Antibody other than cold agglutinins

Which increase in antibody titer (dilution) best indicates an acute infection?

From 1:16 to 1:256

Which of the following positive antibody tests may be an indication of recent vaccination or early primary infection for rubella in a patient with no clinical symptoms?

Only IgM antibodies positive

why is laboratory diagnosis difficult in cases of Lyme disease?

Clinical response may not be apparent upon initial infection; IgM antibody may not be detected until 3-6 weeks after the infection

What is general definition for autoimmunity?

Loss of tolerance to self-antigens

Which of the following is not an explanation for the development of autoimmune diseases?

Suppression of anti-idiotypic antibodies

Which disease is likely to show a rim (peripheral) pattem in an immunofluorescence (IF) microscopy test for ANA?

SLE

What type of antibodies are represented by the solid or homogenous pattern in the immunofluorescence test for antinuclear antibodies?

Anti histone antibodies

Which disease is least likely when a nucleolar pattern occurs in an immunofluorescence test for antinuclear antibodies?

MCTD

When an antinuclear antibody test result does not fit a definite pattern what should be done next?

Repeat the test

An antinuclear antibody screen exhibits diffuse peripheral, and coarse-speckled fluorescence. All of the controls are acceptable. NO other samples tested in the same run exhibit multiple patterns of fluorescence. What should be done next?

Dilute the sample in question and reassay

Which of the following is used in rapid slide tests for detection of rheumatoid factors?

Fc portion of the IgG molecule

Which of the following methods is least likely to give a definitive result for the diagnosis of RA?

Immunofluorescence testing for antinuclear antibodies

Which disease might be indicated by antibodies to smooth muscle?

Active chronic hepatitis

What is the main use of laboratory tests to detect antibodies to islet cells and insulin in cases of insulin-dependent diabetes mellitus (IDDM)?

To screen susceptible individuals prior to destruction of B cells

which of the following is a description of type I hypersensitivity reaction?

Ragweed antigen cross-links with IgE on the surface of mast cells causing release of preformed mediators and resulting in symptoms of an allergic reaction

Why is skin testing the most widely used method to test for a type I hypersensitivity reaction?

It has greater sensitivity than in vitro measurements

Which in vitro test measures IgE levels against a specific allergen?

Radioallergosorbent test (RAST)

A patient who is blood group 0 is accidentally transfused with group A blood. What antibody is involved in this type II reaction?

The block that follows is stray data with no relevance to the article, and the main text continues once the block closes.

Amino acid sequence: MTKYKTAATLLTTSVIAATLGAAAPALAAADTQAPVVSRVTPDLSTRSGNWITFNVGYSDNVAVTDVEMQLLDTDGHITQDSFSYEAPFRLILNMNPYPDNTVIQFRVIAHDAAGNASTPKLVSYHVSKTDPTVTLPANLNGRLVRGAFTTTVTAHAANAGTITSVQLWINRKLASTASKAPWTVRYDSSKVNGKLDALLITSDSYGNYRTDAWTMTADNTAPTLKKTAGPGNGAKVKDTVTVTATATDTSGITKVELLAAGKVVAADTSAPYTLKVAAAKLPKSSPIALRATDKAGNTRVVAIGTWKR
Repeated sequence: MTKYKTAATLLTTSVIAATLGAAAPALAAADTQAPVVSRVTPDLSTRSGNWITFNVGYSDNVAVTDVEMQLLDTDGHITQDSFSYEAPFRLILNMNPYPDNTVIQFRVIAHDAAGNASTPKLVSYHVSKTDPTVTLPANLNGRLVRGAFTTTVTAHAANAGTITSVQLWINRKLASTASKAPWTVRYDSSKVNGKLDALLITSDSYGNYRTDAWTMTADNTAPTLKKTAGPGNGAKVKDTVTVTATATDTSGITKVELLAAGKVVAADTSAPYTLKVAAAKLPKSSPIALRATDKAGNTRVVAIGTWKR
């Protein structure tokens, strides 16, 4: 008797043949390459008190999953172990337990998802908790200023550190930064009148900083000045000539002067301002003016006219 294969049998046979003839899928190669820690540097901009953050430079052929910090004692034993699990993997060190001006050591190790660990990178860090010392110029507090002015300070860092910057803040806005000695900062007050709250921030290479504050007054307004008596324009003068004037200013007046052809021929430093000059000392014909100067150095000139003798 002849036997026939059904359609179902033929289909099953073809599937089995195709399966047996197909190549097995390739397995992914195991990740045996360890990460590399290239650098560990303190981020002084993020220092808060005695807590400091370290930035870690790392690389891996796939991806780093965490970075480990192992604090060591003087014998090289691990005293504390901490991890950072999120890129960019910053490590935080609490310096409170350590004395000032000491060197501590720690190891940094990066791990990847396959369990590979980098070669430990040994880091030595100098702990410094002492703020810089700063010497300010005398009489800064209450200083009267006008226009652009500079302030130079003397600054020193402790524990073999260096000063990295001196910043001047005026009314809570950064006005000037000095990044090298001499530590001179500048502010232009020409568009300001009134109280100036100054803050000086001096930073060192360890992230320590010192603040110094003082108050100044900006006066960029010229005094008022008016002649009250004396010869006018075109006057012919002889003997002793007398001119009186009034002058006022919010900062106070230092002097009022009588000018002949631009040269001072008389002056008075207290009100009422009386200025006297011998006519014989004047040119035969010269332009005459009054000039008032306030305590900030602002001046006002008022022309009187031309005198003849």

IgM

Which test would measure the coating of red cells by antibody as occurs in hemolytic transfusion reactions?

Direct antiglobulin test (DAT)

Which test detects antibodies that have attached to tissues what type of laboratory analysis would be most helpful in determining the number of mature T cells?

resulting in a type II cytotoxic reaction?,Direct IF

What immune elements are involved in a positive skin test for tuberculosis?

T cells and macrophages

Which of the following symptoms in a young child may indicate an immunodeficiency syndrome?

Recurrent bacterial, fungal, and viral Infections

What screening test should be performed first in a young patient suspected of having an immune dysfunction disorder?

Complete blood count (CBC) and white cell differential

What is the "M" component in monoclonal gammopathies?

Monoclonal antibody or cell line

Which disease may be expected to show an IgM spike on an electrophoretic pattern?

Waldenstrom's macroglobulinemia

In testing for DiGeorge's syndrome what type of laboratory analysis would be most helpful in determining the number of mature T cells?

Flow cytometry

What is an advantage of performing a prostate-specific (PSA) test for prostate cancer?

PSA is stable in serum and not affected by digital-rectal exam

How is HLA typing used in the investigation of genetic diseases?

For genetic linkage studies

Inflammation involves a variety of biochemical and cellular mediators. Which of the following may be increased within 72 hours after an initial infection?

Neutrophils, macrophages, complement, fibrinogen, C-reactive protein

Which of the following statements is true regarding C-reactive protein (CRP)?

It can be elevated in postoperative patients

Which of the following is most likely to be associated with a false-negative urine pregnancy test performed by latex-particle agglutination immunoassay?

Specific gravity <1.010

Which of the following is characteristic of the Laurell or rocket technique of one-dimensional electroimmunoassay?

Antigen is moved by electrophoresis rather than by diffusion

In immunoelectrophoresis the antiserum is applied by?

Placing it in a trough cut into the agar

In an immunoassay serum is added to a microtiter well coated with specific antibody. After incubation and washing, enzyme-labeled specific antibody is added. This procedure is?

A sandwich immunoassay

which of the following is true of the antihyaluronidase test?

The antibody in the patient's serum neutralizes the hyaluronidase activity

While reading an radial immunodiffusion (RID) plate the technologist notices that one well has an irregularly shaped area of precipitation around one side. The most likely explanation for this result is?

The well was nicked when filled with sample